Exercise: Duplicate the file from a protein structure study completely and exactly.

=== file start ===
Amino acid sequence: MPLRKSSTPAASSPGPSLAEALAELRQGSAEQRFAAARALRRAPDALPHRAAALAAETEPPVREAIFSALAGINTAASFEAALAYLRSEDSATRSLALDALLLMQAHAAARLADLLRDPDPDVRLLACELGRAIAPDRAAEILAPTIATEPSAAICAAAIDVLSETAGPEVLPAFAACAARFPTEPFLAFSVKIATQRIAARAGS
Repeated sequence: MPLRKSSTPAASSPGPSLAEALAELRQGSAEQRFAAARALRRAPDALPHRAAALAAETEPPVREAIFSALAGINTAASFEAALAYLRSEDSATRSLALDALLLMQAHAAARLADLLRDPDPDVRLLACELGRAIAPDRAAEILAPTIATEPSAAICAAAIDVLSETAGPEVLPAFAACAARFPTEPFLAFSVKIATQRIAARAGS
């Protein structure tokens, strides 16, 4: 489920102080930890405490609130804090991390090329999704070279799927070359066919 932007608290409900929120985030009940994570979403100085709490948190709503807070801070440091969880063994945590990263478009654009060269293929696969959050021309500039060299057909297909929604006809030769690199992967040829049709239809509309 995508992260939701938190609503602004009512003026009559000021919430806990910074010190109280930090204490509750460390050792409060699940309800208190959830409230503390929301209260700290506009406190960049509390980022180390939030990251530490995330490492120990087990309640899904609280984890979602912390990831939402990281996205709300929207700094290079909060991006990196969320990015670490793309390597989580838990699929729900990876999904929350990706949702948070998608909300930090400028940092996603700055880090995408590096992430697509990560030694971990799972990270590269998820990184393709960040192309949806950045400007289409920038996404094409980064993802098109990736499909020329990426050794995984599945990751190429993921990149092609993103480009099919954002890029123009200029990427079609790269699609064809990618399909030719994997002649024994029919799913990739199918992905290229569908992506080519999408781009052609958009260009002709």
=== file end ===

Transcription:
Amino acid sequence: MPLRKSSTPAASSPGPSLAEALAELRQGSAEQRFAAARALRRAPDALPHRAAALAAETEPPVREAIFSALAGINTAASFEAALAYLRSEDSATRSLALDALLLMQAHAAARLADLLRDPDPDVRLLACELGRAIAPDRAAEILAPTIATEPSAAICAAAIDVLSETAGPEVLPAFAACAARFPTEPFLAFSVKIATQRIAARAGS
Repeated sequence: MPLRKSSTPAASSPGPSLAEALAELRQGSAEQRFAAARALRRAPDALPHRAAALAAETEPPVREAIFSALAGINTAASFEAALAYLRSEDSATRSLALDALLLMQAHAAARLADLLRDPDPDVRLLACELGRAIAPDRAAEILAPTIATEPSAAICAAAIDVLSETAGPEVLPAFAACAARFPTEPFLAFSVKIATQRIAARAGS
């Protein structure tokens, strides 16, 4: 489920102080930890405490609130804090991390090329999704070279799927070359066919 932007608290409900929120985030009940994570979403100085709490948190709503807070801070440091969880063994945590990263478009654009060269293929696969959050021309500039060299057909297909929604006809030769690199992967040829049709239809509309 995508992260939701938190609503602004009512003026009559000021919430806990910074010190109280930090204490509750460390050792409060699940309800208190959830409230503390929301209260700290506009406190960049509390980022180390939030990251530490995330490492120990087990309640899904609280984890979602912390990831939402990281996205709300929207700094290079909060991006990196969320990015670490793309390597989580838990699929729900990876999904929350990706949702948070998608909300930090400028940092996603700055880090995408590096992430697509990560030694971990799972990270590269998820990184393709960040192309949806950045400007289409920038996404094409980064993802098109990736499909020329990426050794995984599945990751190429993921990149092609993103480009099919954002890029123009200029990427079609790269699609064809990618399909030719994997002649024994029919799913990739199918992905290229569908992506080519999408781009052609958009260009002709």